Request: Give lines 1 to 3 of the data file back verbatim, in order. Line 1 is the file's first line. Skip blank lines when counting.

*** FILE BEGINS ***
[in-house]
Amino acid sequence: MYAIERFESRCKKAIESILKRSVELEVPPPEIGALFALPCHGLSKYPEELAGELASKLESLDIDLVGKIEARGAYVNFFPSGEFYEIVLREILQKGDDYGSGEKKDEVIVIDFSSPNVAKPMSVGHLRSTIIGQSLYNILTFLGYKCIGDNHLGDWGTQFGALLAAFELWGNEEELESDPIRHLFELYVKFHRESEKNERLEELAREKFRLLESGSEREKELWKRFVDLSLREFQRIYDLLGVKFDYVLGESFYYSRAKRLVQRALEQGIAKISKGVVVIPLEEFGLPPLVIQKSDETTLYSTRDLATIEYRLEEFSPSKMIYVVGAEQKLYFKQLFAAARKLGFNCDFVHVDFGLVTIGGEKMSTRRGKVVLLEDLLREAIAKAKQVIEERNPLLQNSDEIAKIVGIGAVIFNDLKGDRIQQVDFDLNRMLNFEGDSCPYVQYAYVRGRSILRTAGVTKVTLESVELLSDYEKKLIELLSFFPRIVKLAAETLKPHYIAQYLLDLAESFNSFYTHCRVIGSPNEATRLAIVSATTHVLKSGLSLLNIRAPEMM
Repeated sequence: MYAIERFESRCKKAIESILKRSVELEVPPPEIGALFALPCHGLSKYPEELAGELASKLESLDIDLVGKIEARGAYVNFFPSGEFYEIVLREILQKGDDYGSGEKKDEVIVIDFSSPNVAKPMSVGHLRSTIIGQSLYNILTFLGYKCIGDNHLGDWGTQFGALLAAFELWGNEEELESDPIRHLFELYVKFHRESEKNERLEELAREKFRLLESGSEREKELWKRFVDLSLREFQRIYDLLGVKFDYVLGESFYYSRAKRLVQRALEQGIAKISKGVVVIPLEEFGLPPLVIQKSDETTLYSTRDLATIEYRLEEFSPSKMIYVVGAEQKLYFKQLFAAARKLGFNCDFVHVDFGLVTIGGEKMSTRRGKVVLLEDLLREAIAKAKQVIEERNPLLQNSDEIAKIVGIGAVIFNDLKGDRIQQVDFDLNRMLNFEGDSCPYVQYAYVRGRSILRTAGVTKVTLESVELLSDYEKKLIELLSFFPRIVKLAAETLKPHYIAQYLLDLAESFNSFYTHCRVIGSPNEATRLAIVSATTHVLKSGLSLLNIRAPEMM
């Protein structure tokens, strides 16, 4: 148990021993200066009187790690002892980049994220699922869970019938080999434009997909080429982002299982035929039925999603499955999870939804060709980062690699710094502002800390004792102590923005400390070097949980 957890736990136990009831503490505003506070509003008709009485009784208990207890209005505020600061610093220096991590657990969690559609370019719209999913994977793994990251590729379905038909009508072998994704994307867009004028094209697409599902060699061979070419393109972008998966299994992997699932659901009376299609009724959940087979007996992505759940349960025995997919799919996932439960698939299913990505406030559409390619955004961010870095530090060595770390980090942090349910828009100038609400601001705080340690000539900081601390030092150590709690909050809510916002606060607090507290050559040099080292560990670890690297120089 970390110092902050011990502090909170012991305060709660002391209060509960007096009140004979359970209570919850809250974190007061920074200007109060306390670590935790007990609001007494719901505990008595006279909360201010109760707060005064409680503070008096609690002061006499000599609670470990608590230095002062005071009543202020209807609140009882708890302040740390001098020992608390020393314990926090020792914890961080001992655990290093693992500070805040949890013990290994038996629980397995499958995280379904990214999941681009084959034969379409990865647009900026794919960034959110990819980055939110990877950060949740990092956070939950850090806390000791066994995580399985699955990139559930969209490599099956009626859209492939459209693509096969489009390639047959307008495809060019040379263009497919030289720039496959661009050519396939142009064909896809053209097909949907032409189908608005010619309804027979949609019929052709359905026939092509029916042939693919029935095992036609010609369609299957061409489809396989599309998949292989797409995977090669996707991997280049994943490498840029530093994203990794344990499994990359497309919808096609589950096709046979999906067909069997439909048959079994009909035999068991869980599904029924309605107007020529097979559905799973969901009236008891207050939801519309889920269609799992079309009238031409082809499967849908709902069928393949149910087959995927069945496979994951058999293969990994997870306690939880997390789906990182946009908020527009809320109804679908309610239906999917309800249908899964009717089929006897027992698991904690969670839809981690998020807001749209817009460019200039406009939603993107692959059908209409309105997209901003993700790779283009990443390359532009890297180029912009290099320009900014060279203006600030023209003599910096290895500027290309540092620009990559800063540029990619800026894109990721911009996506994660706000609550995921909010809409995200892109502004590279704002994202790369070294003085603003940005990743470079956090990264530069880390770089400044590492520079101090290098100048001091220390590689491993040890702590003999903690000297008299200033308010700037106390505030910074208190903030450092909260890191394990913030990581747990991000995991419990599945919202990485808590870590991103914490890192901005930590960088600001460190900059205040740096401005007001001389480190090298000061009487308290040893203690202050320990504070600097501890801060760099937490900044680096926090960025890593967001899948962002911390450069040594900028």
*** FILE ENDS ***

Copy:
[in-house]
Amino acid sequence: MYAIERFESRCKKAIESILKRSVELEVPPPEIGALFALPCHGLSKYPEELAGELASKLESLDIDLVGKIEARGAYVNFFPSGEFYEIVLREILQKGDDYGSGEKKDEVIVIDFSSPNVAKPMSVGHLRSTIIGQSLYNILTFLGYKCIGDNHLGDWGTQFGALLAAFELWGNEEELESDPIRHLFELYVKFHRESEKNERLEELAREKFRLLESGSEREKELWKRFVDLSLREFQRIYDLLGVKFDYVLGESFYYSRAKRLVQRALEQGIAKISKGVVVIPLEEFGLPPLVIQKSDETTLYSTRDLATIEYRLEEFSPSKMIYVVGAEQKLYFKQLFAAARKLGFNCDFVHVDFGLVTIGGEKMSTRRGKVVLLEDLLREAIAKAKQVIEERNPLLQNSDEIAKIVGIGAVIFNDLKGDRIQQVDFDLNRMLNFEGDSCPYVQYAYVRGRSILRTAGVTKVTLESVELLSDYEKKLIELLSFFPRIVKLAAETLKPHYIAQYLLDLAESFNSFYTHCRVIGSPNEATRLAIVSATTHVLKSGLSLLNIRAPEMM
Repeated sequence: MYAIERFESRCKKAIESILKRSVELEVPPPEIGALFALPCHGLSKYPEELAGELASKLESLDIDLVGKIEARGAYVNFFPSGEFYEIVLREILQKGDDYGSGEKKDEVIVIDFSSPNVAKPMSVGHLRSTIIGQSLYNILTFLGYKCIGDNHLGDWGTQFGALLAAFELWGNEEELESDPIRHLFELYVKFHRESEKNERLEELAREKFRLLESGSEREKELWKRFVDLSLREFQRIYDLLGVKFDYVLGESFYYSRAKRLVQRALEQGIAKISKGVVVIPLEEFGLPPLVIQKSDETTLYSTRDLATIEYRLEEFSPSKMIYVVGAEQKLYFKQLFAAARKLGFNCDFVHVDFGLVTIGGEKMSTRRGKVVLLEDLLREAIAKAKQVIEERNPLLQNSDEIAKIVGIGAVIFNDLKGDRIQQVDFDLNRMLNFEGDSCPYVQYAYVRGRSILRTAGVTKVTLESVELLSDYEKKLIELLSFFPRIVKLAAETLKPHYIAQYLLDLAESFNSFYTHCRVIGSPNEATRLAIVSATTHVLKSGLSLLNIRAPEMM